Others who witnessed the event reportedly heard them yelling “Make America Great Again” at a female passerby. Nathan Phillips later asserted that he felt the students were a threat to the Black Hebrew Israelites, and said that he heard the students chanting “build a wall.” While neither of these can be heard in the various videos of the event, it doesn’t really matter. Whether they said it explicitly or not, the Covington students were deliberately sporting the symbols of that sentiment. By choosing to wear MAGA clothing, they chose to openly associate themselves with the Trump administration and all of its rhetoric, including its explicit racism. The Trump name and his slogans are frequently used as weapons of racial intimidation precisely because of the systemic support of bigotry they represent. The Covington students knew that, and any claims otherwise are not in good faith – there is no way that they support Trump so deliberately without understanding the full extent of that endorsement.
Initially, only the face-off between Sandmann and Phillips was released. In the race to report on a partial video, many individuals and major news agencies made mistakes. Celebrities and activists on Twitter leaped to condemn the Covington students’ actions, and so did The New York Times and The Washington Post. They reported, as did others, that Phillips was a veteran of the Vietnam War, and assumed that the students had surrounded him. When the full videos came out, revealing not only that the Black Hebrew Israelites engaged with the Covington students first, but that Phillips had approached them, several things happened at once. Most extreme responders rushed to take back their comments, conservative news outlets had a field day, and the media reported that Phillips had never served in the Vietnam War.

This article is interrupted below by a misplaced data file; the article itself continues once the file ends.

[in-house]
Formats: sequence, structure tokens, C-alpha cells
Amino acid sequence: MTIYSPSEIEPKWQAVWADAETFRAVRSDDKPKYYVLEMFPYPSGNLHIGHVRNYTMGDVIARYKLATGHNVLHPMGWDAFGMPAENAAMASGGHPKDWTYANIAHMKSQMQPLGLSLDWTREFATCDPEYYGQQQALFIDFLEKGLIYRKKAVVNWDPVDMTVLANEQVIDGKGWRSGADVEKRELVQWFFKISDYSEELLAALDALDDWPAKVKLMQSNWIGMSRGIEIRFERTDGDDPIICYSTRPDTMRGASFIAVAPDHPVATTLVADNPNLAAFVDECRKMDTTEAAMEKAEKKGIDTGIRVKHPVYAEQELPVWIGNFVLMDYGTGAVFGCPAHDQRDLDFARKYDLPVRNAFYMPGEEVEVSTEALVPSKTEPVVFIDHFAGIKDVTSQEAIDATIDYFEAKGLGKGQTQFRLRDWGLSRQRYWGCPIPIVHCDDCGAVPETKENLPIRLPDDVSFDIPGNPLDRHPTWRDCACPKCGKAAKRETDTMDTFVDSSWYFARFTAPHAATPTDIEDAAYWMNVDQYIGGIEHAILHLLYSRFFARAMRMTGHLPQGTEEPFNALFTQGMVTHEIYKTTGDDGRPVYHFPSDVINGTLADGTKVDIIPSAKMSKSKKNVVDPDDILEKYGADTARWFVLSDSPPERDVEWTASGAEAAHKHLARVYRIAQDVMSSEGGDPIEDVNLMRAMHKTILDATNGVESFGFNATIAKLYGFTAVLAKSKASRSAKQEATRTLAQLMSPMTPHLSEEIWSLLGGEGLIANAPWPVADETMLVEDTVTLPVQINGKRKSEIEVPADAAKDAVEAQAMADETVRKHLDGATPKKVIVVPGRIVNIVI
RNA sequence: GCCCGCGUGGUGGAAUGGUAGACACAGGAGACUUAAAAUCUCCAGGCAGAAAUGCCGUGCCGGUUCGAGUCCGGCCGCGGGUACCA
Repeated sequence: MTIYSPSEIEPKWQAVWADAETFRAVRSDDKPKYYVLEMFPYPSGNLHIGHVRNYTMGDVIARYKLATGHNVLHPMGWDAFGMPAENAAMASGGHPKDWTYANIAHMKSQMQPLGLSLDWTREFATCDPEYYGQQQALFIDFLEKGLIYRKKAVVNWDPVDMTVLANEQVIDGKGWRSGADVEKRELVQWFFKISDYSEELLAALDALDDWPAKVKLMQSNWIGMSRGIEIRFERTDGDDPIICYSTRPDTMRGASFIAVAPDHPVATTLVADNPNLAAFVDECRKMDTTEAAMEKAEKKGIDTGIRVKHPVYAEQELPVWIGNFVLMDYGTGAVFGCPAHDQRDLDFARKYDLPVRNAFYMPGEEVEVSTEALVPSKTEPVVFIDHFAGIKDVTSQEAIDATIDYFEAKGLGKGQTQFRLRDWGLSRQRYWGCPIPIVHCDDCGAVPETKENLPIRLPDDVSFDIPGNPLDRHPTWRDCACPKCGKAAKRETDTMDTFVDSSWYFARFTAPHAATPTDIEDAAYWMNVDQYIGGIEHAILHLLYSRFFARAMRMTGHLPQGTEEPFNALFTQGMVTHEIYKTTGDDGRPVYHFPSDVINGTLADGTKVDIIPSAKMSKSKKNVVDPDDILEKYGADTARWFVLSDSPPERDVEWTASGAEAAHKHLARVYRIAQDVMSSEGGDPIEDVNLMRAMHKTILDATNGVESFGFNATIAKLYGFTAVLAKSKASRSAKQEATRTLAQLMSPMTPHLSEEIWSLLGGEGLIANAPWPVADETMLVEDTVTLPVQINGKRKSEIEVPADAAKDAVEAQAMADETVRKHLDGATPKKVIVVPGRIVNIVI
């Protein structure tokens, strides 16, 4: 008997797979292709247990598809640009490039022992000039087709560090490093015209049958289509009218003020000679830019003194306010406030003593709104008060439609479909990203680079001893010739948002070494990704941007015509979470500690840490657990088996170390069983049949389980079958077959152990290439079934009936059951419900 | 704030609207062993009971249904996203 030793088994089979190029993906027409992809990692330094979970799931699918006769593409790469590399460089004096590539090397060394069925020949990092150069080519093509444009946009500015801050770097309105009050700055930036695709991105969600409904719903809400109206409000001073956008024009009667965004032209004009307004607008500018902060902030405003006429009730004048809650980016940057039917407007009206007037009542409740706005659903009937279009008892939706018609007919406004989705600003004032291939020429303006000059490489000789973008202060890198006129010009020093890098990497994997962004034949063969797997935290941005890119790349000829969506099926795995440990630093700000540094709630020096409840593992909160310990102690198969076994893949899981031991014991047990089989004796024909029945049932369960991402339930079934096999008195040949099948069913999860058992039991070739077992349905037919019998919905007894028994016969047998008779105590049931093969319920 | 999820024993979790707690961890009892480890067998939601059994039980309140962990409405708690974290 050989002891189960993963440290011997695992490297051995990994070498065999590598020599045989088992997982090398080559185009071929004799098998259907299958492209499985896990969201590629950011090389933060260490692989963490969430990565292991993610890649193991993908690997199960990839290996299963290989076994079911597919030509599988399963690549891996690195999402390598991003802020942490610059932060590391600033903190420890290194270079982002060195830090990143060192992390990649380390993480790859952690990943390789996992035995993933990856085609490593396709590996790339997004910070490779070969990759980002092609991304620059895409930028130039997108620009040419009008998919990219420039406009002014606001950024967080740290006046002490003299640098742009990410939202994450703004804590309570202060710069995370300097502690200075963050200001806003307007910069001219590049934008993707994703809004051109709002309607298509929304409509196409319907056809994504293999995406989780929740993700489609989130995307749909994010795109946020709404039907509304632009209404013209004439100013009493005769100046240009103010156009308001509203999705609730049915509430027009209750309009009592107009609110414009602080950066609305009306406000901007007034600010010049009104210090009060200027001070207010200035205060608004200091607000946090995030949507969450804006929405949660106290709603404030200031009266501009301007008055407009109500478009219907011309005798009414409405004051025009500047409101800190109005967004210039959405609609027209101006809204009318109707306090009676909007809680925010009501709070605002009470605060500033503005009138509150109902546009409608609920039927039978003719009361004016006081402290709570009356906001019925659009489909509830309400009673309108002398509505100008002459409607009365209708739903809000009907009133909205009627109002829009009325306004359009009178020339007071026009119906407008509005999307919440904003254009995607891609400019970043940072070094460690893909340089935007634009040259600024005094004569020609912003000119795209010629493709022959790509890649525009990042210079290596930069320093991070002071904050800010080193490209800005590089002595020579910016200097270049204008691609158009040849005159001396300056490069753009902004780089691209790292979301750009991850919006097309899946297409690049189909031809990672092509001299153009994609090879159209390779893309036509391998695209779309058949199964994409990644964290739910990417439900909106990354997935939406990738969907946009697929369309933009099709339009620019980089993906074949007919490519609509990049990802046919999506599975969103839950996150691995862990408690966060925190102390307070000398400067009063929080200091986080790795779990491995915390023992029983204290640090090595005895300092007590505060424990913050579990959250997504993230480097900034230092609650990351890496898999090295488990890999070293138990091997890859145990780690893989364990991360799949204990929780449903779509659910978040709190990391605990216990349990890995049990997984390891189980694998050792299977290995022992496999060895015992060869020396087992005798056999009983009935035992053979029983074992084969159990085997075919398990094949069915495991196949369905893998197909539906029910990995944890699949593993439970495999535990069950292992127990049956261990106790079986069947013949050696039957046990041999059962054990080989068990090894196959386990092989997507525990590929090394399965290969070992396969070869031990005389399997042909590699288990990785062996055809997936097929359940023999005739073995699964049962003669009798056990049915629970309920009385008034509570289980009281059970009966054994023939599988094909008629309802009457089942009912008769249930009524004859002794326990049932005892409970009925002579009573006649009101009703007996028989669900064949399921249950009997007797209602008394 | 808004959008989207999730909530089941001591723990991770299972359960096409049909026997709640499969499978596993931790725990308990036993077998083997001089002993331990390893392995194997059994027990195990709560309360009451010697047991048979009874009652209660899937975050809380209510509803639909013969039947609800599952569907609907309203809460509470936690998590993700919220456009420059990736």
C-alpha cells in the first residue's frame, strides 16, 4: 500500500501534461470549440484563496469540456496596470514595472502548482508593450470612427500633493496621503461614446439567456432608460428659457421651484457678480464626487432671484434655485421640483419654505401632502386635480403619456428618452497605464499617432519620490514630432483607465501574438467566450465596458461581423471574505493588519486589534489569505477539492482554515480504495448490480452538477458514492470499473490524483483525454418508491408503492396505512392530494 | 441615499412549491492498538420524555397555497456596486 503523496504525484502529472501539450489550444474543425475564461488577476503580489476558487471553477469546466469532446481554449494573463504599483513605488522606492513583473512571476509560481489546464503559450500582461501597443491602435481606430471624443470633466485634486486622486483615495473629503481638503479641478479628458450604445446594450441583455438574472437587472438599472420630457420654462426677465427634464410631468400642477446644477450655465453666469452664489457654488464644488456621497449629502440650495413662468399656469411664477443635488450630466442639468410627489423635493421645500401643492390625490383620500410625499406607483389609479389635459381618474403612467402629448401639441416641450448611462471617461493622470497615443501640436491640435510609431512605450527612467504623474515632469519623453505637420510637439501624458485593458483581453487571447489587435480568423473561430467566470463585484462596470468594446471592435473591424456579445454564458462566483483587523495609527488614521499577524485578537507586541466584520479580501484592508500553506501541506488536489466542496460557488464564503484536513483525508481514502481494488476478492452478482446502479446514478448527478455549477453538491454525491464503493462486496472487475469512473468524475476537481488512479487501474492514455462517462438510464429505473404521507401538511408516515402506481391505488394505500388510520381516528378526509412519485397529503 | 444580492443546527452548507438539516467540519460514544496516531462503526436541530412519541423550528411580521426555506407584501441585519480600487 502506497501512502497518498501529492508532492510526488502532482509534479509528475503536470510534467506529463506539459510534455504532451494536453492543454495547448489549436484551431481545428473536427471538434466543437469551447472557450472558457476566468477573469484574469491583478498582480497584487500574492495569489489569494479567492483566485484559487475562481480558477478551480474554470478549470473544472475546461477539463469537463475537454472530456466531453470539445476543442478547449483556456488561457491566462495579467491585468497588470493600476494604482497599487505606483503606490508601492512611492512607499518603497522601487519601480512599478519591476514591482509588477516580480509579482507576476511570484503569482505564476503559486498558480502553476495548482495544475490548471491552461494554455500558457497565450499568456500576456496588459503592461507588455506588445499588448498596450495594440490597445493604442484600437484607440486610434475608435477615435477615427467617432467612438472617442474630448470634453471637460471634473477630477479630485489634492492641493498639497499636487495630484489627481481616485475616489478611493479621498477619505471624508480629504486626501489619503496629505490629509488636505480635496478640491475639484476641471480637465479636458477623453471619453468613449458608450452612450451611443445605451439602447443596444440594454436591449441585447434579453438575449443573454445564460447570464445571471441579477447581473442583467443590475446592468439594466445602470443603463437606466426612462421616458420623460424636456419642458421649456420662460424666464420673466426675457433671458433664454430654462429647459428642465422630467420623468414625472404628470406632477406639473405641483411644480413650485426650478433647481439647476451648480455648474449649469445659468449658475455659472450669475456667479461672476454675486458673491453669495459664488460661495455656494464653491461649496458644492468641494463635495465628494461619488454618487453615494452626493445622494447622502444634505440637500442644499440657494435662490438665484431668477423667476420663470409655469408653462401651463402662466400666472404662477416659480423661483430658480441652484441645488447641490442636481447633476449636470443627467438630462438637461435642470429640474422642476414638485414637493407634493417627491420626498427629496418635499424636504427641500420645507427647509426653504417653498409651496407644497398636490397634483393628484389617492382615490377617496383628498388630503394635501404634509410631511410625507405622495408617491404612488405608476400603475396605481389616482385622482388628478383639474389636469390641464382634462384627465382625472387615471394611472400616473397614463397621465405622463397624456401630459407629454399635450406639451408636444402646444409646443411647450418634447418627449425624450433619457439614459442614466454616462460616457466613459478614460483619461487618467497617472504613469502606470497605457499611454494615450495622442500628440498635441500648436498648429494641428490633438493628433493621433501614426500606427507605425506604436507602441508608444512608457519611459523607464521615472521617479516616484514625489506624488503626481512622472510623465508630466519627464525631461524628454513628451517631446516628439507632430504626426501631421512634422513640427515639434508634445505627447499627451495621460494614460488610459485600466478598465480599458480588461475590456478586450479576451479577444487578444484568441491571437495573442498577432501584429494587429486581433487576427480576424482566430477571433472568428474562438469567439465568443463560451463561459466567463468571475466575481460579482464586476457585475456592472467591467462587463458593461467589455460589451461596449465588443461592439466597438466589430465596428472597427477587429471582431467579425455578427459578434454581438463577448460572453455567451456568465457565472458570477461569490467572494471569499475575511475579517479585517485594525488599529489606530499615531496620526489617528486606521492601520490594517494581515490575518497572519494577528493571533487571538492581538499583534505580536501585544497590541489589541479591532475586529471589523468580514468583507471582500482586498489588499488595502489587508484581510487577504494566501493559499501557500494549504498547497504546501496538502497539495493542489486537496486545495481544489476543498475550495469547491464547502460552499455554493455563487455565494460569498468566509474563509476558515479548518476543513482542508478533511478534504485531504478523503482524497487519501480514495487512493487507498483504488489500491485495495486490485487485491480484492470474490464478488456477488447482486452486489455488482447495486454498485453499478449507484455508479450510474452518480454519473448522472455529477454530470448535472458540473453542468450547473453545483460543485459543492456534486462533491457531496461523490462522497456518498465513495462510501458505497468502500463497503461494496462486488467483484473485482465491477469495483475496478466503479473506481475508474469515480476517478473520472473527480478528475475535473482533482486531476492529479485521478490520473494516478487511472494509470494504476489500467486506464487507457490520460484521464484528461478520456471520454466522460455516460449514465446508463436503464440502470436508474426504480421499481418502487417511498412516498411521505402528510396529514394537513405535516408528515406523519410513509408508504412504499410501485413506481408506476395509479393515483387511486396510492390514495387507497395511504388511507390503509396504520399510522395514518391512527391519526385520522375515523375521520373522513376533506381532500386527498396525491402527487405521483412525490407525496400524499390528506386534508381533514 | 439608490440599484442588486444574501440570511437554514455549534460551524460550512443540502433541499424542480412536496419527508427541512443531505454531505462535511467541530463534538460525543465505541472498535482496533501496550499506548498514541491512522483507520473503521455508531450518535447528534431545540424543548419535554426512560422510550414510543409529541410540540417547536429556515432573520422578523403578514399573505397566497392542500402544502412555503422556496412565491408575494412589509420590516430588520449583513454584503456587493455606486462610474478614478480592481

By choosing to wear MAGA clothing, they chose to openly associate themselves with the Trump administration and all of its rhetoric, including its explicit racism.
If you don’t think too hard, this seems relatively straightforward. The overwhelming response was along the lines of, “we thought the boys were bad and racist, but they didn’t even start it, and this guy lied about his veteran status. So, let’s at least partially forgive the boys, and stop believing Phillips — he’s clearly unreliable.” This is ridiculous for several reasons. For one, Phillips’s initial statement was that he is a “Vietnam-era veteran,” and he later clarified that he had fought during that period — he never claimed to be a veteran of the war itself. His comments were misinterpreted by journalists, and this was later used to discredit him. Secondly, and most importantly, it doesn’t matter who started it. It doesn’t matter that the Black Hebrew Israelites initiated anything. It doesn’t change the facts: the Covington students came to D.C. to support a racist administration whose leader had only weeks earlier mocked the massacre at Wounded Knee.